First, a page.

The Political Environment Isn’t George Allen’s Friend
March 20, 2006 · 12:05 AM EST
The brief stay by Sen. George Allen (R-Va.) as my frontrunner in the race for the Republican presidential nomination is over. It was much, much shorter than I expected.
But Allen, a first-term Senator who served as governor of the commonwealth of Virginia, didn’t lose that status because of his third-place showing in the Southern Republican Leadership Council’s straw poll last weekend, or because of his performance on NBC’s “Meet the Press” on Sunday.
The straw vote was an irrelevant event that didn’t measure grass-roots appeal, elite opinion or anything else worth measuring. As a tool for evaluating candidate strength, or even for ranking the field, its results are useless. Fun, maybe, for some, but useless.
And while Allen’s performance on Tim Russert’s Sunday morning program was maddeningly mediocre — he was seriously outshined by Delaware Sen. Joseph Biden (D) — one TV appearance usually doesn’t destroy a presidential bid. Former Sen. John Edwards’ (D-N.C.) disappointing performance on “Meet the Press” a year and a half before the 2004 Iowa caucuses didn’t cost him his party’s presidential nomination.
Allen also didn’t lose his frontrunner status in my book because he failed to recruit a particular fundraiser, or because he didn’t sign up a certain operative from Cedar Rapids, Iowa, or Nashua, N.H.
Remember the “Shrum” primary, named after the “contest” to sign up Democratic consultant Bob Shrum? The hype surrounding that development in 2004 simply wasn’t warranted, and it won’t be warranted again in 2007, when some journalists fawn over a supposedly unmatched political consultant or operative.
No, the Virginia Senator’s White House prospects have been steadily eroding since my first column on this topic one year ago. The reason: President Bush’s reputation has nosedived.
Allen is perfectly positioned as heir to the Ronald Reagan-George W. Bush legacy. The only problem is that the legacy doesn’t look nearly as valuable now as it did as recently as a year ago — even within the GOP.
The national political environment has changed, and even Republicans who like and admire Bush increasingly believe that the party needs to nominate someone with a clear identity as a strong, competent leader, a reformer and a fiscal conservative.
Allen’s greatest strengths as a candidate for the Republican presidential nomination are his upbeat, affable personality, his relentless optimism and his unabashed conservatism — qualities that stood Reagan in good stead during his political career.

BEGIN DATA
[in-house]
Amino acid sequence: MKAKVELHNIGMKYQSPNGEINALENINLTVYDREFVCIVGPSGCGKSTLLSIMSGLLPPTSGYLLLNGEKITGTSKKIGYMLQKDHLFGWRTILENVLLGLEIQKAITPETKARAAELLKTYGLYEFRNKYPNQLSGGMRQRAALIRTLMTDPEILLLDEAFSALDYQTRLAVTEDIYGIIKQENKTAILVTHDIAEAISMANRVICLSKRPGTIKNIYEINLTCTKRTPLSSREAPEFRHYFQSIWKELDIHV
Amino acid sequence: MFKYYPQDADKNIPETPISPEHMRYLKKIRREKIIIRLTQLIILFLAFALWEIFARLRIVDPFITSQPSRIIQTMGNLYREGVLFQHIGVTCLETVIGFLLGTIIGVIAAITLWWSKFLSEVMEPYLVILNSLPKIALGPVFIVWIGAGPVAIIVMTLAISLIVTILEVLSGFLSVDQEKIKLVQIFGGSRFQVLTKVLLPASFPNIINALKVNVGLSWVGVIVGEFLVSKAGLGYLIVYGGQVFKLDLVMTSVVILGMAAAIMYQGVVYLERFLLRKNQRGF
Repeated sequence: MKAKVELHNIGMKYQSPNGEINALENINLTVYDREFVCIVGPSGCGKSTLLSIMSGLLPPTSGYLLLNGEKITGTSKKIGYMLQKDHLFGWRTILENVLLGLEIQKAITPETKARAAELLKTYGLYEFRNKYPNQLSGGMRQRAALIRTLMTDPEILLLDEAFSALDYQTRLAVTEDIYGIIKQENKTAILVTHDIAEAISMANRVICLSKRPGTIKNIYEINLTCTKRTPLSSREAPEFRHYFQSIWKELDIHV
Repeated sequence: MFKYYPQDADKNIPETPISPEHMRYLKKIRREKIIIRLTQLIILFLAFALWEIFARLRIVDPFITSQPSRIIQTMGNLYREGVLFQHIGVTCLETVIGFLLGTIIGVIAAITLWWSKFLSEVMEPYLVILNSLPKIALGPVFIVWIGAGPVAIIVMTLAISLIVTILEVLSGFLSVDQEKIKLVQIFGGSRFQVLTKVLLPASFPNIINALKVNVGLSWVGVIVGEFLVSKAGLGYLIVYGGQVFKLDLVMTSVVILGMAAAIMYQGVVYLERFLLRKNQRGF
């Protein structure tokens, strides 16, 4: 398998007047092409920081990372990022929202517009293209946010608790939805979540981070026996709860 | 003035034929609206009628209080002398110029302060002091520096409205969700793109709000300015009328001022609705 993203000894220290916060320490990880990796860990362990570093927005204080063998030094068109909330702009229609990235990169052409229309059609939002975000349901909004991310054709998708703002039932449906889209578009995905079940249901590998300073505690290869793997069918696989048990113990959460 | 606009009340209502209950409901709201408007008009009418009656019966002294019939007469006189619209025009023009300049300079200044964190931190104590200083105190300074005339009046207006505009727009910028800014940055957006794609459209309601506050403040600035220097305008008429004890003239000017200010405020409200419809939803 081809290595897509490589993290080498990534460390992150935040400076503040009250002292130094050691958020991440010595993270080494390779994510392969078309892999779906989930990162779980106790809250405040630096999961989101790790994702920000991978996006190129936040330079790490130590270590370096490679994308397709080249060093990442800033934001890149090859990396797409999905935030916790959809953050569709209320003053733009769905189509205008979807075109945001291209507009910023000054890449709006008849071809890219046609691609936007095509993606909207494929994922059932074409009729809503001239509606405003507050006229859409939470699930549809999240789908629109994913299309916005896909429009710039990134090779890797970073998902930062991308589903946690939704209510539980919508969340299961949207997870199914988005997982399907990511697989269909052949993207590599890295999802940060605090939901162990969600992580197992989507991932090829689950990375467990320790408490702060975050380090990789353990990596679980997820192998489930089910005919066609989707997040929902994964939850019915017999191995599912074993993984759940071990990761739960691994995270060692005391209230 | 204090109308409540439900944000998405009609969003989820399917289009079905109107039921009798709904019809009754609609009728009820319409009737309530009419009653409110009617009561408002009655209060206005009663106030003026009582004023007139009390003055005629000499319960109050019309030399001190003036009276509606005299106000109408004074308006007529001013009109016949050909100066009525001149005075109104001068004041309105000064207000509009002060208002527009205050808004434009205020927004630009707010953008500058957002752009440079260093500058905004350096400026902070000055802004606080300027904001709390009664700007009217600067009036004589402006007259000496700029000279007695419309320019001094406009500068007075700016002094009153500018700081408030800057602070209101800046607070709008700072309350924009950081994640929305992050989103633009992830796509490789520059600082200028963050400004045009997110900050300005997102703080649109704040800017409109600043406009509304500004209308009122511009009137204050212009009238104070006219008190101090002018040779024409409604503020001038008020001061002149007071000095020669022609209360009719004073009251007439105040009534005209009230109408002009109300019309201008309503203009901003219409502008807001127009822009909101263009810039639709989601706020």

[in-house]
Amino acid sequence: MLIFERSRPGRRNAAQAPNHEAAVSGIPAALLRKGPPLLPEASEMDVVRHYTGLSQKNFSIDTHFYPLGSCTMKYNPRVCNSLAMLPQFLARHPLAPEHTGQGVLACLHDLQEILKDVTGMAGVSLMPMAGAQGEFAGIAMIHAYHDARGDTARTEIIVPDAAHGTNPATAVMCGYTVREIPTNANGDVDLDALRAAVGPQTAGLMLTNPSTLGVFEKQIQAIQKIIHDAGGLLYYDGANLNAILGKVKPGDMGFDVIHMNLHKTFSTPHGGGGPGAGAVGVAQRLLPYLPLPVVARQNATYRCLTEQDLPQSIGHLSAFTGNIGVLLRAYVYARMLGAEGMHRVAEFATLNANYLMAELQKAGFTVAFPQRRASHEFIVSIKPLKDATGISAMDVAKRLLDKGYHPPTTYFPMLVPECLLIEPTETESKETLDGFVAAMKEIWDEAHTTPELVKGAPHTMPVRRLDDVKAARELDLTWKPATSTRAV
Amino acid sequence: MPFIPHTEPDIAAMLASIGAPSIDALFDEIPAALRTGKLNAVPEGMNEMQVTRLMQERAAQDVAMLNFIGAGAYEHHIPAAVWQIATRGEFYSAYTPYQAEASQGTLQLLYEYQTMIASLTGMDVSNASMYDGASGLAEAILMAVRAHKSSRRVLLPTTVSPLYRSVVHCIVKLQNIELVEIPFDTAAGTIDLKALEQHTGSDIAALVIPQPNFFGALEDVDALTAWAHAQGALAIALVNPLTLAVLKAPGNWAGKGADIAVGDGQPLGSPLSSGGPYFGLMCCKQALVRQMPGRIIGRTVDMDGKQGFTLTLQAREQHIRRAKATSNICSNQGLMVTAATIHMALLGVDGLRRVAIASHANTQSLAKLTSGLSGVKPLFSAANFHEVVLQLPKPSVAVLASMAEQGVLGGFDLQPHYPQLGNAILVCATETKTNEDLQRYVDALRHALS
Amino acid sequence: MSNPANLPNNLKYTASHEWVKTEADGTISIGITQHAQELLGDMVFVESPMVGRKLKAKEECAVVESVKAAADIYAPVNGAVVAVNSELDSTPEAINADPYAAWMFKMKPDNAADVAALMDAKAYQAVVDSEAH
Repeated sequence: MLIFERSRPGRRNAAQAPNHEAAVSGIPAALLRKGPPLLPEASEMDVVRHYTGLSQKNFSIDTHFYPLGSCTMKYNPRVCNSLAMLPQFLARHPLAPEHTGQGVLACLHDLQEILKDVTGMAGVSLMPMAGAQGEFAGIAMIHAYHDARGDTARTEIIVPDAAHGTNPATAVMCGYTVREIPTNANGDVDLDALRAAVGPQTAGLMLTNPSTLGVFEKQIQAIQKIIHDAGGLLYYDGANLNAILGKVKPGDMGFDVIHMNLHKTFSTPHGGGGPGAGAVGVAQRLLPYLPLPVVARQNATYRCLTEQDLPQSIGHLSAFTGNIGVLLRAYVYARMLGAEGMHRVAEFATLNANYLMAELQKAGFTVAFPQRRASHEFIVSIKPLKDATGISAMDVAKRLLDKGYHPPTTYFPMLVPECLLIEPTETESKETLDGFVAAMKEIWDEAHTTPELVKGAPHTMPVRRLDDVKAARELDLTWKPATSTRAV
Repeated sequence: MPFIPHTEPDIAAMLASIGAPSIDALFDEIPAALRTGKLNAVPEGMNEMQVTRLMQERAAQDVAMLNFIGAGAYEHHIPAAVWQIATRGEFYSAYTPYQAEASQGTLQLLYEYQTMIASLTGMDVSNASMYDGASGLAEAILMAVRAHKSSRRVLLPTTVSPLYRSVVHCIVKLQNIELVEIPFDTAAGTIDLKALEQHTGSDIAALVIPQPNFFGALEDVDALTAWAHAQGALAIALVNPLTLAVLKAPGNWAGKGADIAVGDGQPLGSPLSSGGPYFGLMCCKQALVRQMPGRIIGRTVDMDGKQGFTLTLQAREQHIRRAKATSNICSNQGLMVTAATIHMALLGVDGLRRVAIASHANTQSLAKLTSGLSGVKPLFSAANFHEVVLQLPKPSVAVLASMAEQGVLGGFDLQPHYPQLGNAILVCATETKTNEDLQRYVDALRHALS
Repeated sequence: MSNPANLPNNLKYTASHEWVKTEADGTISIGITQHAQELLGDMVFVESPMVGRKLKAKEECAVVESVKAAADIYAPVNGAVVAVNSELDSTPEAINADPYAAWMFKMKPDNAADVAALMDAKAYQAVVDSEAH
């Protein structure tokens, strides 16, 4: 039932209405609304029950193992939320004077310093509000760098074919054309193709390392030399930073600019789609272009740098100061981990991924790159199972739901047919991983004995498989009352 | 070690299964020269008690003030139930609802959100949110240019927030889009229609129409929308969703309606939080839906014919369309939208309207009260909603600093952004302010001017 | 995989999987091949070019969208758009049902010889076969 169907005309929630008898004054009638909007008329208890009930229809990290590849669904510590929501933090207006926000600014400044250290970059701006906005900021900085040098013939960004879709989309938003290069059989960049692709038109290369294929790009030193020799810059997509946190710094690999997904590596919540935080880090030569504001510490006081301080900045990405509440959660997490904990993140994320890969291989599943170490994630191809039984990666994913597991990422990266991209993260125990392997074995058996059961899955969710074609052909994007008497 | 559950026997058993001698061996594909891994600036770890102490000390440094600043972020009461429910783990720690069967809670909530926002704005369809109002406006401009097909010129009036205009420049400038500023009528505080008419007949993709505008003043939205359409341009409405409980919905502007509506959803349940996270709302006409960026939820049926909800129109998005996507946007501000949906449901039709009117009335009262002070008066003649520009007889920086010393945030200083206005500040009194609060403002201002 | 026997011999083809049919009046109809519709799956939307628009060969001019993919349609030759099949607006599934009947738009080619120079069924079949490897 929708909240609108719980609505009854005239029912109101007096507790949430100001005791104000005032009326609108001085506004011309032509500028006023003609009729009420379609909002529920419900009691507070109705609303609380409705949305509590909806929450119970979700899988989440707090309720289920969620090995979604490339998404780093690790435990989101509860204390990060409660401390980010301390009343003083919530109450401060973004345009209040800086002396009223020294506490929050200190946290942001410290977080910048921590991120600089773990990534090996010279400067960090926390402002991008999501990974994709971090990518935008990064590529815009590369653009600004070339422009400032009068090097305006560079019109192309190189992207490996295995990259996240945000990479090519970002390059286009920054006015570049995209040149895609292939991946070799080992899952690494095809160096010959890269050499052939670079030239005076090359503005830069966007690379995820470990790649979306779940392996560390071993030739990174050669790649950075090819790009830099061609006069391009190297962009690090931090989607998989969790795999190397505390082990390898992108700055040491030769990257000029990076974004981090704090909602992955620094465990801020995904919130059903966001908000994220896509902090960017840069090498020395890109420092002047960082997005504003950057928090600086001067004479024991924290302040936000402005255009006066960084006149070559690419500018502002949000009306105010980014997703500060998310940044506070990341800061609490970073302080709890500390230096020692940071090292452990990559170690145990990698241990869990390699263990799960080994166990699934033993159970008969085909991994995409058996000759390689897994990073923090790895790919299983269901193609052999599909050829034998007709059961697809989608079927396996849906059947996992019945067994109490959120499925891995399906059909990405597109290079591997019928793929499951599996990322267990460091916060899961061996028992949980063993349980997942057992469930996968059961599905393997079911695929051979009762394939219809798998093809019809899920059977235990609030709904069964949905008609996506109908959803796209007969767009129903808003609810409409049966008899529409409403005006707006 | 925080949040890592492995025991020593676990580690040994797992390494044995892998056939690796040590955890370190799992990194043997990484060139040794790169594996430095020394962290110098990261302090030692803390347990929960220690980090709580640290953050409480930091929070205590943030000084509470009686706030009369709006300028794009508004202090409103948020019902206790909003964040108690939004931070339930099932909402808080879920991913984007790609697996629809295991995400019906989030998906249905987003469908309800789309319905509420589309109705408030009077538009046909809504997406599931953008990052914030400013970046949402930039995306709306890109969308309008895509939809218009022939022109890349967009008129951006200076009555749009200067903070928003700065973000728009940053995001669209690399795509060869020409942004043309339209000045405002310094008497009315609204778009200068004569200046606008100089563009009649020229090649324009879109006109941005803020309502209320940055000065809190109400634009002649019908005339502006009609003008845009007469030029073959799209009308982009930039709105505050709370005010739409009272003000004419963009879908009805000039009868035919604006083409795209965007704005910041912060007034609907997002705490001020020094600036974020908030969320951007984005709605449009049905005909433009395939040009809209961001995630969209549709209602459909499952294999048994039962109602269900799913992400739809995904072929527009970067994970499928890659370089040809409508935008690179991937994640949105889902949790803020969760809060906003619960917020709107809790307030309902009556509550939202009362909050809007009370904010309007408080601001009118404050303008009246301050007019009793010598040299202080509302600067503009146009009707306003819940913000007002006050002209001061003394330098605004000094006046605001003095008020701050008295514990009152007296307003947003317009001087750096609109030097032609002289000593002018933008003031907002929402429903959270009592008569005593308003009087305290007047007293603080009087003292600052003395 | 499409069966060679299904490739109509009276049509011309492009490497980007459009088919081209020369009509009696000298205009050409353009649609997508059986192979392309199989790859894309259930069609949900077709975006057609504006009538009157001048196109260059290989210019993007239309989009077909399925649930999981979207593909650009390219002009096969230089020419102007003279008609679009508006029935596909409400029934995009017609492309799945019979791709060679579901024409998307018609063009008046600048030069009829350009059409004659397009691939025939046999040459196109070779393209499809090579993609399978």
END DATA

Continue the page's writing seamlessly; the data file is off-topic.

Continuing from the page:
Like the current occupant of the White House, Allen tends to be straightforward about what he thinks. You get the sense that he’s talking from his gut — that what you see in George Allen the man and George Allen the politician is what you get.
The Virginia Senator often refers back to the Founding Fathers, the Declaration of Independence and major events in American history to define himself and his philosophy, or to make his points. (He regularly invokes the name of Thomas Jefferson when he defines his own views, as he did last weekend on “Meet the Press.”) Those are images that are sure to be met with favor among GOP primary and caucus attendees, and among grass-roots Republicans in general.
If Bush’s numbers today were as strong as they were a year or two ago, these factors would help Allen in his quest for the GOP nomination. But they aren’t even close.
A March 10-12 CNN/USA Today/Gallup poll found Bush’s job rating at 36 percent, a noticeable drop from a year earlier, when it stood at 52 percent. Among Republicans only, the president’s job approval now stands at 75 percent — high, but down from the 91 percent he had in a March 7-10, 2005, CNN/USA Today/Gallup survey.
A mid-March 2005 ABC News/Washington Post poll found the same trend. The president’s job approval was at 50 percent, well above his 41 percent in the most recent ABC News/Washington Post survey.
Polls also have shown that over the past couple of years, fewer Americans see the president as a “strong leader” or as “honest and trustworthy.”
Voters often look for a different type of person to fill the White House than the man who served immediately prior. They turned to John F. Kennedy after Dwight Eisenhower. They opted for Bill Clinton after George H.W. Bush. They opted for George W. Bush after Clinton.
If Republican voters decide that eight years of George W. Bush is enough, they may well look for a different kind of person to carry their party’s banner in 2008. And that’s why Allen is no longer the man to beat for the GOP presidential nomination.